On October 1, 2008, JVC and KENWOOD integrated management by establishing JVC KENWOOD Holdings, Inc. (JVC KENWOOD HD) through a share transfer. The Company had 24.4% of total issued shares of JVC KENWOOD HD.

 

On December 19, 2008, Panasonic and SANYO Electric Co., Ltd. (SANYO) entered into the capital and business alliance agreement. The Company aimed to acquire the majority of the voting rights of SANYO assuming full dilution (which takes into account conversion of Class A preferred stock and Class B preferred stock into common stock) by means of tender offer. Panasonic and SANYO formed a close alliance in business with the prospect of organizational restructurings of both companies.

 

In April 2009, Toshiba acquired all of Panasonic’s shares in TMD, a joint venture that develops, manufactures and sells liquid crystal displays (LCDs) and organic light emitting displays (OLEDs).

 

In December 2009, Panasonic completed acquisition of a majority of the voting stock of SANYO. With this acquisition, SANYO and its subsidiaries became consolidated subsidiaries of the Company.

 

In January 2010, Panasonic transferred the rights and obligations with respect to the business of System Solutions Company, its internal division company, to Panasonic Communications Co., Ltd., its wholly-owned subsidiary, through business division.


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In April 2010, Panasonic reorganized and integrated the Home Appliance and Automotive Motor, and Industrial Motor businesses into the Home Appliances Company. Panasonic also transferred the Information Equipment Motor Business to Minebea Motor Manufacturing Corporation. Therefore, these businesses were transferred from Motor Company, and Motor Company was subsequently dissolved.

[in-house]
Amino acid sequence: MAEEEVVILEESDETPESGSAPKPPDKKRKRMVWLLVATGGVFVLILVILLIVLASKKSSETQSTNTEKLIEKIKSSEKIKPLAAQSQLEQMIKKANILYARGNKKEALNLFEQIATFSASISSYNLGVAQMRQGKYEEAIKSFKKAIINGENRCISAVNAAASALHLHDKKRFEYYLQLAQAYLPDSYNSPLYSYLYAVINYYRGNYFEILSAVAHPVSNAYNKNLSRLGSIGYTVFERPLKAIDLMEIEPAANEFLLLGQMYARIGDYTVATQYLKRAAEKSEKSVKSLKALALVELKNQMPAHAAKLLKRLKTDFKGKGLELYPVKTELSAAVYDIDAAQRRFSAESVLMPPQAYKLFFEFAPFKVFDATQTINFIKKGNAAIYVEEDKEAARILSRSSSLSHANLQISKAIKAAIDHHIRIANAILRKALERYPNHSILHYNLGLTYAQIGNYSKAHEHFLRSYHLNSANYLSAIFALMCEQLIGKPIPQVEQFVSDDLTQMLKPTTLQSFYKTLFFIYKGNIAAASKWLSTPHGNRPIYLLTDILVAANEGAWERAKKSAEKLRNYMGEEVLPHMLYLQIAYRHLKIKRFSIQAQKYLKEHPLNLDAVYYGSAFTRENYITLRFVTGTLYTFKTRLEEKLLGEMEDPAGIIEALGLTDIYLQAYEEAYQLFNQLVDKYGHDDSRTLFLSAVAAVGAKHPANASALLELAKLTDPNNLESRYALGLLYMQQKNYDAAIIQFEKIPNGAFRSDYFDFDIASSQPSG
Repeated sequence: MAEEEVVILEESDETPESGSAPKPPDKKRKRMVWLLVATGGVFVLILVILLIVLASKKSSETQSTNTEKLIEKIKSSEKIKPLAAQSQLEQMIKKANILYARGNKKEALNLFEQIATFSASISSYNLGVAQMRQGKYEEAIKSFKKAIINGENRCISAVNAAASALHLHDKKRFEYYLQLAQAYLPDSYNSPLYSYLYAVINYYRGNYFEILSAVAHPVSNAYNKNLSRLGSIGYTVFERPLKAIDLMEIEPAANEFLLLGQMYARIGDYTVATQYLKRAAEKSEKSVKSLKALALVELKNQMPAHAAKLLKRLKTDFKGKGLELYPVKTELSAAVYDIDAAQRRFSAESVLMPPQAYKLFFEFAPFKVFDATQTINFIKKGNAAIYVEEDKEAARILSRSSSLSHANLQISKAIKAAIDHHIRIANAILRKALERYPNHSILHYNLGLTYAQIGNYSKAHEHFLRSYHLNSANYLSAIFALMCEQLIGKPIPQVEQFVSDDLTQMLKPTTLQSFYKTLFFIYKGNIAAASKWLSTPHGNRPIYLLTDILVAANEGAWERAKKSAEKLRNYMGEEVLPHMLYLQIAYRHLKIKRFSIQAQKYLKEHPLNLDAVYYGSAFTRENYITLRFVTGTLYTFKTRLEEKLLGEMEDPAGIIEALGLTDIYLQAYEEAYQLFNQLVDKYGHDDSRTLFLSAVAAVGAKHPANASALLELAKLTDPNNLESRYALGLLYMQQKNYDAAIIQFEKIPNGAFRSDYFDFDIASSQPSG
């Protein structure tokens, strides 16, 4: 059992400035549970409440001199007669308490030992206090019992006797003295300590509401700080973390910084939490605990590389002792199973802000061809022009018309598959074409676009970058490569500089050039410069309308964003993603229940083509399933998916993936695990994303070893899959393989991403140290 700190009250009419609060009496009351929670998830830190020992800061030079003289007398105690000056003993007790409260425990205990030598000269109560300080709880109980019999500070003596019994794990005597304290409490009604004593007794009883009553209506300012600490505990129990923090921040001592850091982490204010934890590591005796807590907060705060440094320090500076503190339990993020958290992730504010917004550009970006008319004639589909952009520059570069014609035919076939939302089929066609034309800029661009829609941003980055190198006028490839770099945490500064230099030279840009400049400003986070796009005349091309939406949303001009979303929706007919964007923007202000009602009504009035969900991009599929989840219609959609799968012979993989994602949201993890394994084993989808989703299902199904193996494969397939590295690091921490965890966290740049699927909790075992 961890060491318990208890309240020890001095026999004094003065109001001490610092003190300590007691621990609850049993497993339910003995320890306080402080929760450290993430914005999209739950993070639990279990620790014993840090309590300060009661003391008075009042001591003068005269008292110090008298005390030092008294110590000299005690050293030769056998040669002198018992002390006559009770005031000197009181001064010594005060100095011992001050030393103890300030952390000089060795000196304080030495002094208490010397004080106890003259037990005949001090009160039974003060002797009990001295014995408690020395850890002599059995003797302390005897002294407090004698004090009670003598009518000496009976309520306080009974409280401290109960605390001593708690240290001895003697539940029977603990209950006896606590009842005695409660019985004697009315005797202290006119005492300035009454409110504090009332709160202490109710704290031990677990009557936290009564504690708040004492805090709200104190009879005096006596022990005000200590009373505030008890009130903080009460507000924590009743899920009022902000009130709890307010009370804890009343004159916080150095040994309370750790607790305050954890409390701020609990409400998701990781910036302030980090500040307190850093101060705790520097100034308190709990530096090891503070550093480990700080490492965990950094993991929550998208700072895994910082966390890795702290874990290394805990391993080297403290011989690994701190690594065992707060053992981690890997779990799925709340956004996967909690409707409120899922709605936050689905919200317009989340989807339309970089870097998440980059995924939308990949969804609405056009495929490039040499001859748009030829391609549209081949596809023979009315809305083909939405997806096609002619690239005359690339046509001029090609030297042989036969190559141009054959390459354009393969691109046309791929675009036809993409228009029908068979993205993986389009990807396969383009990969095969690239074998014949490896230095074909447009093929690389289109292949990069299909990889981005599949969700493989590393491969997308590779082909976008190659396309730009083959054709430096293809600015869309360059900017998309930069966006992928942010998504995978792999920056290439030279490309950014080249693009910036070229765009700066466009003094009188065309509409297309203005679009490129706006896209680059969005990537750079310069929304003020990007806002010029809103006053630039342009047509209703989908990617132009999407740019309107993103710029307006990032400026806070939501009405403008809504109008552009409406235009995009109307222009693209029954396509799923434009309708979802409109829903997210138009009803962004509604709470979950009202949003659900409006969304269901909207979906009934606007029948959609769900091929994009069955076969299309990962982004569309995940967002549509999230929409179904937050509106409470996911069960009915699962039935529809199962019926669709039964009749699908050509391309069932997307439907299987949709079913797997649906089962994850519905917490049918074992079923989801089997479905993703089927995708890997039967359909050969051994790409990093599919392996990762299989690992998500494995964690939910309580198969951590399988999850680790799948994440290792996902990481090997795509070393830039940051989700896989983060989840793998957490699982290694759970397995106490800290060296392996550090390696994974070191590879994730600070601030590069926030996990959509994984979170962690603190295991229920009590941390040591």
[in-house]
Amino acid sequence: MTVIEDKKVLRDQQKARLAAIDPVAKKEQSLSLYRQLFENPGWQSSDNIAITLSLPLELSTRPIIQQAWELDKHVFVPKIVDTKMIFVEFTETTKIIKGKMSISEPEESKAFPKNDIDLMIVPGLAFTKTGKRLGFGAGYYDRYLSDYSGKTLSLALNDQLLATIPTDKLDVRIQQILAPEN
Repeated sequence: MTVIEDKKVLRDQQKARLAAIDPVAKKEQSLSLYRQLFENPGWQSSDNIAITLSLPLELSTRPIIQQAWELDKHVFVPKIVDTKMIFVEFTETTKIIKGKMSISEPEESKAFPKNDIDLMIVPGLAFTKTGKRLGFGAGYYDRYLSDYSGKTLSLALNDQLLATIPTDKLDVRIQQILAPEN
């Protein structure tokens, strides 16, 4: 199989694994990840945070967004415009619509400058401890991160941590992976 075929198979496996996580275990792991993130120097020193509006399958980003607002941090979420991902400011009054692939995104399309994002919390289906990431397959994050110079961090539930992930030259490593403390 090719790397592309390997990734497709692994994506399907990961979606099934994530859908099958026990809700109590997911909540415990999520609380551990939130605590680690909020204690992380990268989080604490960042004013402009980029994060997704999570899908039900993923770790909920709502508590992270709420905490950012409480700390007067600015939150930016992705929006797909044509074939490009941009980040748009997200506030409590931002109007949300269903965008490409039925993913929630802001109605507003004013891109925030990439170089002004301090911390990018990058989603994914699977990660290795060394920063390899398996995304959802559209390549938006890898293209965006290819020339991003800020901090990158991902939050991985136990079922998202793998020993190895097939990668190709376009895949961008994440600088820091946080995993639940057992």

In June 2010, Panasonic Corporation, Hitachi, Ltd. and Hitachi Displays announced that Hitachi Displays would conduct a corporate split to establish IPS Alpha Support Co., Ltd (IPS Alpha Support). IPS Alpha Support would assume Hitachi Displays’ entire shareholding of 50.02% shares of IPS Alpha. In addition, Hitachi Displays transferred 94% shares of IPS Alpha Support to Panasonic, and 6% shares to Hitachi, Ltd. As a result of these transactions, Panasonic effectively acquired 47.02% shares of IPS Alpha. Adding to its existing shareholding of 44.98%, Panasonic had an effective investment in IPS Alpha of 92%. Subsequently, IPS Alpha changed the company name to Panasonic Liquid Cristal Co., Ltd., and took over IPS Alpha Technology, Himeji, Ltd. and IPS Alpha Support in October 2010.

 

In July 2010, Panasonic announced a plan to turn PEW and SANYO, which were both already consolidated subsidiaries, into wholly-owned subsidiaries through simultaneous first-step tender offers and subsequent share exchanges.

 

In October 2010, Panasonic completed its tender offers for shares of PEW and SANYO that it did not already own and, as a result, Panasonic’s shareholdings of PEW and SANYO increased to approximately 84% and 81% of the total voting rights of each company, respectively.

 

In December 2010, Panasonic and each of PEW and SANYO resolved to conduct share exchanges in order to make Panasonic a wholly-owning parent company, and PEW and SANYO wholly-owned subsidiaries, at a meeting of each respective company’s board of directors. The share exchange agreements were executed between Panasonic and PEW, and between Panasonic and SANYO. After related procedures, PEW and SANYO became wholly-owned subsidiaries of Panasonic on April 1, 2011.

 

In January 2011, JVC KENWOOD HD and its consolidated subsidiaries ceased to be an associated company of Panasonic under the equity method as the ownership percentage of Panasonic in JVC KENWOOD HD fell due to JVC KENWOOD HD’s issuance of new shares and disposition of treasury shares through an international offering.